Grand Harbour Cruise – Malta from the Sea
This is my third post from a recent Adventures Abroad trip to Malta which was led by veteran guide and our friend Victor Romagnoli. In the first post I described getting to Malta while managing the many Covid protocols in place between countries, airlines and even hotel chains. In the second I extolled the excellent variety of meals and the wines to go with them that we had on this trip that made it so much more than just a sight seeing excursion. In this post I’ll start the exploration of Malta with Victor by taking a boat cruise around Malta’s Grand Harbour, but first let me introduce our local guide and our driver.
This is Chantelle Shaw who was with us the entire way and provided great insights into Malta’s history and culture. She works through Kenneth Baldacchino of Event Solutions Malta who checked in daily to make sure everything was going OK given that ours was one of the first groups to tour Malta since the Covid travel restrictions were lifted.
And this is Silvio our driver who never got lost once and never once made us scream in terror as we appeared to be heading over a cliff or into an oncoming semi. Don’t laugh, both of these things have happened to Alison and me more than a few times.
What is really amazing is that there were only six people on this trip, two couples and two singles and yet we had the services of Victor, Chantelle, Silvio and Kenneth. Now that’s being well looked after.
Victor always draws up an illustrated calendar of the trip which makes for a great souvenir. Here is the artistry he produced for this trip.
Many trips begin with a sightseeing ride around the city where the journey begins, but in Malta that just isn’t practical as you can see from this aerial photo of Valletta with Grand Harbour on one side and Marsamxett Harbour on the other. If you look at where the arrow for Floriana points you’ll see the farthest point that a bus, even a small one can go. From there on it’s foot traffic only except for the people who actually live in Valletta. In the next post we will explore the city on foot, but in this post we’ll do it from the water.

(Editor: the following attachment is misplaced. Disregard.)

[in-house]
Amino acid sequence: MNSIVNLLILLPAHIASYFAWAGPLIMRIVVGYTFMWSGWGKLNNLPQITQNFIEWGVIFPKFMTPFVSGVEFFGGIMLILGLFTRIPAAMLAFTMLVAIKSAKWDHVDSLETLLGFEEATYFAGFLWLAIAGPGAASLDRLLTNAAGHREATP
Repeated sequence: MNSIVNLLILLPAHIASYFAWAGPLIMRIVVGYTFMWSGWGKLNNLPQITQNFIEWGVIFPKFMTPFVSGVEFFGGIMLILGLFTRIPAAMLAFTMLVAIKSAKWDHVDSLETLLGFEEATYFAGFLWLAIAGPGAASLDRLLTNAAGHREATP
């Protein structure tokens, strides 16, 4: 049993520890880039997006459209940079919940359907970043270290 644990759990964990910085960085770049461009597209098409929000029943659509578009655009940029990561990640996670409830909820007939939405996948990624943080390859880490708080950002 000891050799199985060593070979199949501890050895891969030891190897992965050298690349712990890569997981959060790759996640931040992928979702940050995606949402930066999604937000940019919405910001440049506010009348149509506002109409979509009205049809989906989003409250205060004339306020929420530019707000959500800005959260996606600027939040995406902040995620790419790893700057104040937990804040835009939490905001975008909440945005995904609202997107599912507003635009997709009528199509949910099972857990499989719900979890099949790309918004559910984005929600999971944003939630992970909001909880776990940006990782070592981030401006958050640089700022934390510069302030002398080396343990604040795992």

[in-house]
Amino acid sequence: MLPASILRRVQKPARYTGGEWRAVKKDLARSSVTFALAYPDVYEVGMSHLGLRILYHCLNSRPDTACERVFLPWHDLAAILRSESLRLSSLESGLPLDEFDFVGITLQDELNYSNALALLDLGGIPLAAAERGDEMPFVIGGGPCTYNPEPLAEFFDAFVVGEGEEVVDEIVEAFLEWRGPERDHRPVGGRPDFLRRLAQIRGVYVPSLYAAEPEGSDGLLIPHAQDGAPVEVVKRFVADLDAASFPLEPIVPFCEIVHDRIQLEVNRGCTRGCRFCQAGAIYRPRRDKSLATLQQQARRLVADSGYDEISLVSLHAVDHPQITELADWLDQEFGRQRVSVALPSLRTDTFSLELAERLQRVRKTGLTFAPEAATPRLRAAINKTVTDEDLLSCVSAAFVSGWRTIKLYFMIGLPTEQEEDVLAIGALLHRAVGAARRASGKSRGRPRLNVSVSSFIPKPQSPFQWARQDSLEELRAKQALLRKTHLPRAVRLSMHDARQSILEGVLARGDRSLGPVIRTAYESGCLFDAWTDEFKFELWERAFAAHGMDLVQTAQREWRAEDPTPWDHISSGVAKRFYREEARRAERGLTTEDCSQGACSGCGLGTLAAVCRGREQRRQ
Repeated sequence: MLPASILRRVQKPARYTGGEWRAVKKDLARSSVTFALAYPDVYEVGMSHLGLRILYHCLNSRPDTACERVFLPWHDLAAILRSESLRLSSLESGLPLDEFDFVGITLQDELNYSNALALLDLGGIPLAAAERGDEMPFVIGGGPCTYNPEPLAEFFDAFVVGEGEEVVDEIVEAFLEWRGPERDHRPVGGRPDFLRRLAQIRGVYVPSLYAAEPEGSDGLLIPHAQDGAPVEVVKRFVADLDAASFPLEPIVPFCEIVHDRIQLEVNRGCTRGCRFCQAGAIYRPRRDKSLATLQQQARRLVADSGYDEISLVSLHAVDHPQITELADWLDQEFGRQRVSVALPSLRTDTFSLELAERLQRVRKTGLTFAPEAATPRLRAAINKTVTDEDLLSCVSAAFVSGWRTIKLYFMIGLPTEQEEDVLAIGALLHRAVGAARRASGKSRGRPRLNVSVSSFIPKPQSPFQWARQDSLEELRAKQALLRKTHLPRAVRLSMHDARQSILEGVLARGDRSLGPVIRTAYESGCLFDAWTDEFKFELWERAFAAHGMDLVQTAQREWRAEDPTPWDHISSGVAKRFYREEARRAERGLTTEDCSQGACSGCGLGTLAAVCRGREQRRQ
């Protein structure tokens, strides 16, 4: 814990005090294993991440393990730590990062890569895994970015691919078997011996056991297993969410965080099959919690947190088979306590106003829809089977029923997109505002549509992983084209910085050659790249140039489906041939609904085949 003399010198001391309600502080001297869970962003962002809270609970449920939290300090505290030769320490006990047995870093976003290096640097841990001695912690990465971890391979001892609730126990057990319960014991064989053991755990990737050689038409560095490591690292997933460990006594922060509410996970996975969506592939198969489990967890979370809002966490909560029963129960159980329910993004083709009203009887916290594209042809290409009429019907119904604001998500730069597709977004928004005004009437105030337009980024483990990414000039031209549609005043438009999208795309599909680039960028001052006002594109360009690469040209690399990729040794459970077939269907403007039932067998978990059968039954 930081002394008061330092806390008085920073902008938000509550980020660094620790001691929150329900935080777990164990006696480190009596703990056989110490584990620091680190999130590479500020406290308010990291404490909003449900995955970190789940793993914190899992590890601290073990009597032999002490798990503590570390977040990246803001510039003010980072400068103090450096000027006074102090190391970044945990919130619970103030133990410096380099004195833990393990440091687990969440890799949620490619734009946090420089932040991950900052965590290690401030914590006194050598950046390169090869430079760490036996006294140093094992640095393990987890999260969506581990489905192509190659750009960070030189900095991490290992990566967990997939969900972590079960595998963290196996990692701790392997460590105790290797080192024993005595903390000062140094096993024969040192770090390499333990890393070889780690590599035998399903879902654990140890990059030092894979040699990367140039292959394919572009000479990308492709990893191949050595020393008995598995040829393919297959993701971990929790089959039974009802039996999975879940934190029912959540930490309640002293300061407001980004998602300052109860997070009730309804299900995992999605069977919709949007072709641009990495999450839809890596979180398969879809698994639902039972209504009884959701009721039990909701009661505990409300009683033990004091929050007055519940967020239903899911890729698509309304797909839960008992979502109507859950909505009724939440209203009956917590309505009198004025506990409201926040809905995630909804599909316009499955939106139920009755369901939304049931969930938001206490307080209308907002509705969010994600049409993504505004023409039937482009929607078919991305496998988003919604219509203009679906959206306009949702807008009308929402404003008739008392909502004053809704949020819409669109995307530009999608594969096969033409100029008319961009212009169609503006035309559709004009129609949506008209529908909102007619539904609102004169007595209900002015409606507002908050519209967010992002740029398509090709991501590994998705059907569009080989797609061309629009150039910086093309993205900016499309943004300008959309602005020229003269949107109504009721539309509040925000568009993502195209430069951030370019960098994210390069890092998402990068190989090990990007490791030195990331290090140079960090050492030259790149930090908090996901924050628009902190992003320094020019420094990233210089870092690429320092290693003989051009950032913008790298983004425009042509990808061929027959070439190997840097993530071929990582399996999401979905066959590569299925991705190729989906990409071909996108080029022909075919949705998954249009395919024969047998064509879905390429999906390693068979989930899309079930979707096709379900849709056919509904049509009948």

The boats that tour Grand Harbour actually leave from Marsamxett Harbour on the waterfront of the modern community of Sliema. The route will take us along Marsamxett Harbour up the side of Valletta as far as Fort St. Elmo which is at the tip of the peninsula and then into Grand Harbour. From here the route follows the other side of the walls of Valletta to the end of Grand Harbour and then into each of small inlets or ‘creeks’ as they are called in Malta on the opposite side of the harbour and then back to Sliema after nearly circumnavigating Manoel Island. Ok, let’s get on board.
I’m unhappy to report that in my enthusiasm at finally getting to act like a tourist again I completely forgot to take a picture of the damn boat. The one at top of this post is not a tour boat, but rather a colourful one we passed on the way. This is a photo of another tour boat that was reasonably similar to ours. I’m sure they’ll appreciate the free advertising.
Let me give you a little background as to why I was so eager to take this boat trip.
One of the main reasons I wanted to visit Malta was to see the site of one of the greatest sieges in military history and one of the greatest clashes between Christian and Muslim forces since the Crusades.
The Knights Hospitaler, also known as the Knights of St. John, were one of the three organizations that played a major role in the Crusades, the other two being the Knights Templar and the Teutonic Knights. For several hundred years their home base was the island of Rhodes from where they attacked Ottoman ships and communities, but in 1522 Suleiman the Magnificent conquered the island and let the knights leave rather than demanding their surrender and imprisonment or worse. Big mistake.